o  For content distribution transfers between caches.

   o  For Netnews and other "bulk mail" of the Internet.

   o  For "downgraded" traffic from some other PHB when this does not
      violate the operational objectives of the other PHB or the overall
      network.  LE should not be used for the general case of downgraded
      traffic, but may be used by design, e.g., to protect an internal
      network from untrusted external traffic sources.  In this case
      there is no way for attackers to preempt internal (non LE) traffic
      by flooding.  Another use case is mentioned in [RFC3754]: non-
      admitted multicast traffic.

1.2.  Deployment Considerations

   Internet-wide deployment of the LE PHB is eased by the following
   properties:





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   o  No harm to other traffic: since the LE PHB has got the lowest
      forwarding priority it does not consume resources from other PHBs.
      Deployment across different provider domains causes no trust
      issues or attack vectors to existing traffic.

   o  No parameters or configuration: the LE PHB requires no parameters
      and no configuration of traffic profiles and so on.

   o  No traffic conditioning mechanisms: the LE PHB requires no traffic
      meters, droppers, or shapers.

   DS domains that cannot or do not want to support the LE PHB SHOULD
   NOT drop LE marked packets, but rather map them to the default PHB
   and keep the LE DSCP.  See also Section 5 for further discussion of
   forwarding LE traffic with the default PHB instead.

1.3.  Requirements Language

   The key words "MUST", "MUST NOT", "REQUIRED", "SHALL", "SHALL NOT",
   "SHOULD", "SHOULD NOT", "RECOMMENDED", "MAY", and "OPTIONAL" in this
   document are to be interpreted as described in [RFC2119].

2.  PHB Description

   The LE PHB is defined in relation to the default PHB (best-effort).
   A packet forwarded with the LE PHB SHOULD have lower precedence than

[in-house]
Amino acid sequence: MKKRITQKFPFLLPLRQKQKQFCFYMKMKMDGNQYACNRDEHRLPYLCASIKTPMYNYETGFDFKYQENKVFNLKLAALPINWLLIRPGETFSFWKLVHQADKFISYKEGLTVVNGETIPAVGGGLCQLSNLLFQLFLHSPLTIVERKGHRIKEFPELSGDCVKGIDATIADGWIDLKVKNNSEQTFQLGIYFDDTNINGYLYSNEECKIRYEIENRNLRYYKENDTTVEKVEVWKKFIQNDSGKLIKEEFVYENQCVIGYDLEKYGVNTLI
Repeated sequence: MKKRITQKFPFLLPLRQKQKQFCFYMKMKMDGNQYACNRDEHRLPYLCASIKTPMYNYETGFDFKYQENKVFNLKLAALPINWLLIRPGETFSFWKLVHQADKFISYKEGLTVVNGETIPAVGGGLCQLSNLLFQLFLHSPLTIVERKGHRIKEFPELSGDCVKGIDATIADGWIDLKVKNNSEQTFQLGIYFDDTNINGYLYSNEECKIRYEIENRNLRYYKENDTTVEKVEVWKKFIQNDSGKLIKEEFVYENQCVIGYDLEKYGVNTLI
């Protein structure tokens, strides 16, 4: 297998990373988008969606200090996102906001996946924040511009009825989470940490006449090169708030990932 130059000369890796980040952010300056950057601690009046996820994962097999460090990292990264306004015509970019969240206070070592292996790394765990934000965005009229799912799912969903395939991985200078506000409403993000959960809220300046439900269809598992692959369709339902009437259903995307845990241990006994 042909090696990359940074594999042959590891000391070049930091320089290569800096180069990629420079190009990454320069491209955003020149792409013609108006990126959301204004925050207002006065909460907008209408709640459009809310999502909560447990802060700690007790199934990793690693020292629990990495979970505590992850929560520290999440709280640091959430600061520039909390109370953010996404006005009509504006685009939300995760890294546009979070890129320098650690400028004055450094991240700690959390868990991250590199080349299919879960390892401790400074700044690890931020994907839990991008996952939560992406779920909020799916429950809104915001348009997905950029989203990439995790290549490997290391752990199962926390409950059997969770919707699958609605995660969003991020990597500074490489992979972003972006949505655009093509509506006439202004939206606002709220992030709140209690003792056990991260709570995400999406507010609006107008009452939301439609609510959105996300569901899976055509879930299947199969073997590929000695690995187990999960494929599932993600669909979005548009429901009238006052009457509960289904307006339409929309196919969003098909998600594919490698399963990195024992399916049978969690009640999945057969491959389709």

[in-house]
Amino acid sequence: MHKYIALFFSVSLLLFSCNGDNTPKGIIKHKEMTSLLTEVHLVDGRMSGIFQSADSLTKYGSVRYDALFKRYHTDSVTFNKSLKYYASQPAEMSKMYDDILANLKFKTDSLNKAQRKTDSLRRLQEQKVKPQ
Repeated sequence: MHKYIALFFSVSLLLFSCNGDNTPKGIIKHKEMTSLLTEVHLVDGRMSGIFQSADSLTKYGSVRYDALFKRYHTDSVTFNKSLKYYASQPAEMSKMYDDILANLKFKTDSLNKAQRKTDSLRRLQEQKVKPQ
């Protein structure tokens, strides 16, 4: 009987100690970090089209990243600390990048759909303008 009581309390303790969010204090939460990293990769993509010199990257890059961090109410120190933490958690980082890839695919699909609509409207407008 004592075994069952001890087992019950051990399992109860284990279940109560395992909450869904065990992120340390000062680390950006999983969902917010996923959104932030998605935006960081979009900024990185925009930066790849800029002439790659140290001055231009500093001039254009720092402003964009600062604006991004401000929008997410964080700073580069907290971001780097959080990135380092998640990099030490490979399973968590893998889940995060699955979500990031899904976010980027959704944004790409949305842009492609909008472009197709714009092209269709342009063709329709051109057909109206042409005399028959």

packets forwarded with the default PHB, i.e., in case of congestion,
   LE marked traffic SHOULD be dropped prior to dropping any default PHB
   traffic.  Ideally, LE packets SHOULD be forwarded only if no best-
   effort packet is waiting for its transmission.

   A straightforward implementation could be a simple priority scheduler
   serving the default PHB queue with higher priority than the lower-
   effort PHB queue.  Alternative implementations may use scheduling
   algorithms that assign a very small weight to the LE class.  This,
   however, may sometimes cause better service for LE packets compared
   to BE packets in cases when the BE share is fully utilized and the LE
   share not.

3.  Traffic Conditioning Actions

   As for most other PHBs an initial classification and marking would
   usually be performed at the first DS boundary node.  If possible,
   packets SHOULD be pre-marked in DS-aware end systems by applications
   due to their specific knowledge about the particular precedence of
   packets.  There is no incentive for DS domains to distrust this
   initial marking, because letting LE traffic enter a DS domain causes
   no harm.  In the worst case it evokes the same effect as it would



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   have been marked with the default PHB, i.e., as best-effort traffic.
   Usually, the amount of LE traffic is implicitly limited by queueing
   mechanisms and related discard actions of the PHB.  Thus, any
   policing such as limiting the rate of LE traffic is not necessary at
   the DS boundary.

   Non-LE traffic (e.g., BE traffic) SHOULD not be remarked to LE on a
   regular basis without consent or knowledge of the user.

4.  Recommended DS Codepoint

   The RECOMMENDED codepoint for the LE PHB is '000010'.

   Earlier specifications [RFC4594] recommended to use CS1 as codepoint
   (as mentioned in [RFC3662]).  This is problematic since it may cause
   a priority inversion in DiffServ domains that treat CS1 as originally
   proposed in [RFC2474], resulting in forwarding LE packets with higher
   precedence than BE packets.  Existing implementations SHOULD
   therefore use the unambiguous LE codepoint '000010' whenever
   possible.

5.  Remarking to other DSCPs/PHBs

   "DSCP bleaching", i.e., setting the DSCP to '000000' (default PHB) is
   NOT RECOMMENDED for this PHB.  This may cause effects that are in
   contrast to the original intent in protecting BE traffic from LE
   traffic.  In case DS domains do not support the LE PHB, they SHOULD
   treat LE marked packets with the default PHB instead (by mapping the